Shelf Media Group, publisher of Shelf Unbound indie book review magazine, will launch a new free digital-only publication for middle-grade readers. The debut issue features interviews with such notable authors as Margaret Peterson Haddix and Chris Grabenstein as well as reviews, excerpts, and more. Middle Shelf will be published bi-monthly beginning in January 2014.
Read more ...

September 19, 2013: Writer-in-Residence program at Thurber House

Dream of time and space to focus on your own writing project? Applications now being accepted (11/1/2013 deadline) for The Thurber House Residency in Children's Literature, a month-long retreat in the furnished third-floor apartment of Thurber House in Columbus, Ohio. Read more ...

September 18, 2013: Vermont College of Fine Arts Scholarship opportunity

Barry Goldblatt Literary launches The Angela Johnson Scholarship, a talent-based grant for writers of color attending the MFA in Writing for Children & Young Adults program at VCFA. Up to two $5,000 grants will be awarded each year. Read more ....

September 16, 2013:
National Book Awards longlist for youth literature

For the first time, the NBA is presenting lists of 10 books/authors on the longlist in each category. The 2013 young adult literature list includes five middle grade novels and five YA. Read more ...

Sept. 13, 2013: Spring preview
Check out Publishers Weekly roundup of upcoming children's books to be published in spring 2014. Read more...

August 21, 2013:
Want to be a Cybils Award Judge?

Middle grade categories are fiction, speculative fiction, nonfiction. Applications due August 31! Read more ...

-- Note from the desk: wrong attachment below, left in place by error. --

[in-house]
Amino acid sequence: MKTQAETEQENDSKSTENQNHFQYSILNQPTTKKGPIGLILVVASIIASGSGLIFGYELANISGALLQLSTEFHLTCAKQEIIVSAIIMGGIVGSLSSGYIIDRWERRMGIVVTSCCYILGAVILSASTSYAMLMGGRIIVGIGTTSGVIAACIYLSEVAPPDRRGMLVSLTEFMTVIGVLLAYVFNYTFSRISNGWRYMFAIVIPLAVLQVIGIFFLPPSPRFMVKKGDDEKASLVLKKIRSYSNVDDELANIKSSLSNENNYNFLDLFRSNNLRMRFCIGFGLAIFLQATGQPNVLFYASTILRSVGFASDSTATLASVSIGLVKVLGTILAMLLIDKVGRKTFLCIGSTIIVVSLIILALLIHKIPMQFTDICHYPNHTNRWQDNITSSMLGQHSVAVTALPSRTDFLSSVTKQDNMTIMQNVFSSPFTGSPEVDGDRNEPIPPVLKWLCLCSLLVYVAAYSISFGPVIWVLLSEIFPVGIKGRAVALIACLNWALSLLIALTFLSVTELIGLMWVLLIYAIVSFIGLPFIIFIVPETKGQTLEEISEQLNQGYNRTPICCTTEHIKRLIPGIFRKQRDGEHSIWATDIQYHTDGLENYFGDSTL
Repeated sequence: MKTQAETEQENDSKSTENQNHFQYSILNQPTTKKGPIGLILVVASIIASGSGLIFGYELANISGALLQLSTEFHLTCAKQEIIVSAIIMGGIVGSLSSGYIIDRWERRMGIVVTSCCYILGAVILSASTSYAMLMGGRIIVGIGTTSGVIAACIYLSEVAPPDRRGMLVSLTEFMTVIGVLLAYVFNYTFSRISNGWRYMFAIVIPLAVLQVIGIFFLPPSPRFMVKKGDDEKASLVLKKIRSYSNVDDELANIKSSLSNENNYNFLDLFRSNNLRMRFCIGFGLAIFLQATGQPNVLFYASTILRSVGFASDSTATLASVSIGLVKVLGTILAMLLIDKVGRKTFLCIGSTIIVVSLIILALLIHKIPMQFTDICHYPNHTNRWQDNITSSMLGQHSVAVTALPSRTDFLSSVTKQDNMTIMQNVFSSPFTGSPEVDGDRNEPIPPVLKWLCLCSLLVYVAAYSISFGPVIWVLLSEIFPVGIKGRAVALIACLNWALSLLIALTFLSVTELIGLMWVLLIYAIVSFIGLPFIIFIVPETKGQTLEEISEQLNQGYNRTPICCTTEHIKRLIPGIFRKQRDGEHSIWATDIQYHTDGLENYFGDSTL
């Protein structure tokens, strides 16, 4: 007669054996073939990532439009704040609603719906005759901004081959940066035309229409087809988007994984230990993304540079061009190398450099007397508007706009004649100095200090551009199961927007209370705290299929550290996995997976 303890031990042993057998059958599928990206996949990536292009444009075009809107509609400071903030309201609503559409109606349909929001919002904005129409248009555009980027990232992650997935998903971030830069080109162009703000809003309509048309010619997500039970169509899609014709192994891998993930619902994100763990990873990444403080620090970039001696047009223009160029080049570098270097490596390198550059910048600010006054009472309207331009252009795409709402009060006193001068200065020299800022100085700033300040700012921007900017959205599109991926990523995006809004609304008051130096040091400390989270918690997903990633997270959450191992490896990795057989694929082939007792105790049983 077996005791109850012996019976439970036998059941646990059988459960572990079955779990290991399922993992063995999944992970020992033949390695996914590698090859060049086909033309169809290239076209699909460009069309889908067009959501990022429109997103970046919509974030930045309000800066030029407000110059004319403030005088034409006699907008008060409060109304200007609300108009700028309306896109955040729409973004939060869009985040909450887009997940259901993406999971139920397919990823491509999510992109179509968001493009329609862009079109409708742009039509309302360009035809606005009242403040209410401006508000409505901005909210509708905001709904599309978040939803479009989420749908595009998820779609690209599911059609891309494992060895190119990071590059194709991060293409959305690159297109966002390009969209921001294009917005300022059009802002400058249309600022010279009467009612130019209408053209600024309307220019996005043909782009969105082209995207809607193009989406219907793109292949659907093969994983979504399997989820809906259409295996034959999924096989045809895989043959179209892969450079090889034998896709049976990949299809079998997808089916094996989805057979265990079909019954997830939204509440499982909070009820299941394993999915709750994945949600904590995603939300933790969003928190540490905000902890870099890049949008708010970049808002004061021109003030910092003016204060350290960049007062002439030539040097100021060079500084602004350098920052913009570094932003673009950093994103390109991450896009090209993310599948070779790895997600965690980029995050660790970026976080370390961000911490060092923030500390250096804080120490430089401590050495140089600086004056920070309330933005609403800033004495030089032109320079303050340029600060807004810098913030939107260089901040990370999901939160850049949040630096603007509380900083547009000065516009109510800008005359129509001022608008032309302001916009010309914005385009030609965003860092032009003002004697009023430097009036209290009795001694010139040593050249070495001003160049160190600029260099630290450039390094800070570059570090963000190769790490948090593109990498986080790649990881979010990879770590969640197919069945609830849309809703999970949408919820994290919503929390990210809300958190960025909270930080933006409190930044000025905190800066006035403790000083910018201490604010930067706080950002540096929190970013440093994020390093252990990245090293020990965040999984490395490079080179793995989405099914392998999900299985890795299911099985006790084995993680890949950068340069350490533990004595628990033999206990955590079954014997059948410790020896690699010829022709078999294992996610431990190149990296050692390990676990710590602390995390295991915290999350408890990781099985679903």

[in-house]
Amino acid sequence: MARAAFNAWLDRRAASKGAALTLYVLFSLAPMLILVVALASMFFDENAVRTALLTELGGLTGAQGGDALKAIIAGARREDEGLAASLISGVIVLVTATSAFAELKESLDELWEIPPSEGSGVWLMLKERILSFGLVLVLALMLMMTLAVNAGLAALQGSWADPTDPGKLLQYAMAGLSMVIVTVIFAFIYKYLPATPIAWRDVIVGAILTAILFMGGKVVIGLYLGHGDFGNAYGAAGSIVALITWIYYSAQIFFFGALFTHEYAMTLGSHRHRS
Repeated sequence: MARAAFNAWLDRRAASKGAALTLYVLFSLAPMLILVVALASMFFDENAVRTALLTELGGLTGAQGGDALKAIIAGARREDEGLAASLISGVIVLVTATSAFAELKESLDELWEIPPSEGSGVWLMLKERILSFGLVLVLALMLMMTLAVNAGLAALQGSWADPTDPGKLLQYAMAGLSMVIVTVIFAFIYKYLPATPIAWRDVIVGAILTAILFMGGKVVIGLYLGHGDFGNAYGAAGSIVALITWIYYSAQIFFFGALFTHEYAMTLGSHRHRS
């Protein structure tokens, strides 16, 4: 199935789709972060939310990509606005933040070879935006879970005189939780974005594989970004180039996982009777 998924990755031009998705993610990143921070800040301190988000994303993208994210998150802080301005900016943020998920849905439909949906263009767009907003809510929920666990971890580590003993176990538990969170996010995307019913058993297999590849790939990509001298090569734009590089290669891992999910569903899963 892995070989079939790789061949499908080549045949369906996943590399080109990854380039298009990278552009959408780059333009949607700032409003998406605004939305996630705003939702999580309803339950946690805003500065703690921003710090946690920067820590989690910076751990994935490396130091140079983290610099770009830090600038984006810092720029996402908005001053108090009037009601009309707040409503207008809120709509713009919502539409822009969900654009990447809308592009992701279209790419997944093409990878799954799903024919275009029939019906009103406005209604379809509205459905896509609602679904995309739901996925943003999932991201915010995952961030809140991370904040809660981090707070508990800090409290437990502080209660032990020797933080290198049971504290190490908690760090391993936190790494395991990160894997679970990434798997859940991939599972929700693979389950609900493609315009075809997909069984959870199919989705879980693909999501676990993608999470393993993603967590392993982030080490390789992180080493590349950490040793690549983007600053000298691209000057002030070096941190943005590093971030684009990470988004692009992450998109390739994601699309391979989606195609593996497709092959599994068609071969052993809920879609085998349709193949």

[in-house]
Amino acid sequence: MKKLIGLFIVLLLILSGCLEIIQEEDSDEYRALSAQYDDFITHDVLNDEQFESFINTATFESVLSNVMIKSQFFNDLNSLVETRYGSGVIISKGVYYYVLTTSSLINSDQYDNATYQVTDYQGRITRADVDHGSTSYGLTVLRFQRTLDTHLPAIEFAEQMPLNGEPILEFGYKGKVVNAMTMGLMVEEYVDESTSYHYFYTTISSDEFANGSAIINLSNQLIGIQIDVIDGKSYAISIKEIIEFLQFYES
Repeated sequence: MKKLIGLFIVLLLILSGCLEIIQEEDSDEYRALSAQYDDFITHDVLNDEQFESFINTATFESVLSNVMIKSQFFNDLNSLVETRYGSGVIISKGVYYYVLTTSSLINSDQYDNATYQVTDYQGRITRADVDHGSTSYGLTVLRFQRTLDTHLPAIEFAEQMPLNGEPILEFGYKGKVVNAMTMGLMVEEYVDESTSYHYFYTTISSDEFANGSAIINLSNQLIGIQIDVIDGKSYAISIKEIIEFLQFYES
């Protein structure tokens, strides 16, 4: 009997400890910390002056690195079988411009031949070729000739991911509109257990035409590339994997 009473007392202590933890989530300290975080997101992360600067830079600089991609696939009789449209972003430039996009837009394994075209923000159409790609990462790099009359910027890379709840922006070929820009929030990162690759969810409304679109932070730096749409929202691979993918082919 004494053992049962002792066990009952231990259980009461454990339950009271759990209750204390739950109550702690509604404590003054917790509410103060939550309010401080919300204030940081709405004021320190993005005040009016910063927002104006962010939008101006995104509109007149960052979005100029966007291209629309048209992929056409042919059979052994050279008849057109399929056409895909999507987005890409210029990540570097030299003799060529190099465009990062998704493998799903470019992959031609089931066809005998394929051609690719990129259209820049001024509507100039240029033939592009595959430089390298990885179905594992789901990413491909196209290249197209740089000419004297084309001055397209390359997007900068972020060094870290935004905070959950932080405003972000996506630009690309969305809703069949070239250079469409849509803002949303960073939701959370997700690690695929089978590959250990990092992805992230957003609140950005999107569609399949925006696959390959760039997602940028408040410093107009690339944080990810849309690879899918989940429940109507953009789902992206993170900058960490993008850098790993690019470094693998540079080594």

August 19, 2013:
S&S and BN reach a deal
Readers will soon be able to find books from Simon & Schuster at Barnes & Noble. The bookstore chain was locked in a disagreement with the publisher over how much it was willing to pay for books. Read more ...

August 6, 2013:
NPR's 100 Must-Reads for Kids
NPR's Backseat Book Club asked listeners to nominate their favorite books for readers ages 9 to 14. More than 2,000 people nominated titles, and a panel of Newbery authors brought the list to 100. Most are middle grade books. Read more ...

 
July 2, 2013:
Penguin & Random House Merger

The new company, Penguin Random House, will control more than 25 percent of the trade book market in the United States. On Monday, the newly formed company began to take shape, only hours after a middle-of-the-night announcement that the long-planned merger had been completed. Read more ...

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  • All Aboard the Fantasy Train!

    Book Lists

    Have you already read the Harry Potter series backward and forward? Then climb aboard the fantasy train for more great fantasy adventures. Okay, take one more ride on the Hogwarts Express first. We’ll wait.

    Photo credit: Karen B. Schwartz, taken at Universal Studios

    All good? Then check out these great fantasy adventures!

    THE BOGGART by Susan Cooper

    From IndieBound:  When Emily and Jess Volnik’s family inherits a remote, crumbling Scottish castle, they also inherit the Boggart — an invisible, mischievous spirit who’s been playing tricks on residents of Castle Keep for generations. Then the Boggart is trapped in a rolltop desk and inadvertently shipped to the Volniks’ home in Toronto, where nothing will ever be the same — for the Volniks or the Boggart.

    In a world that doesn’t believe in magic, the Boggart’s pranks wreak havoc. And even the newfound joys of peanut butter and pizza and fudge sauce eventually wear thin for the Boggart. He wants to go home — but his only hope lies in a risky and daring blend of modern technology and ancient magic.

    THE WARRIORS series by Erin Hunter

    From IndieBound:  Fire alone can save our Clan…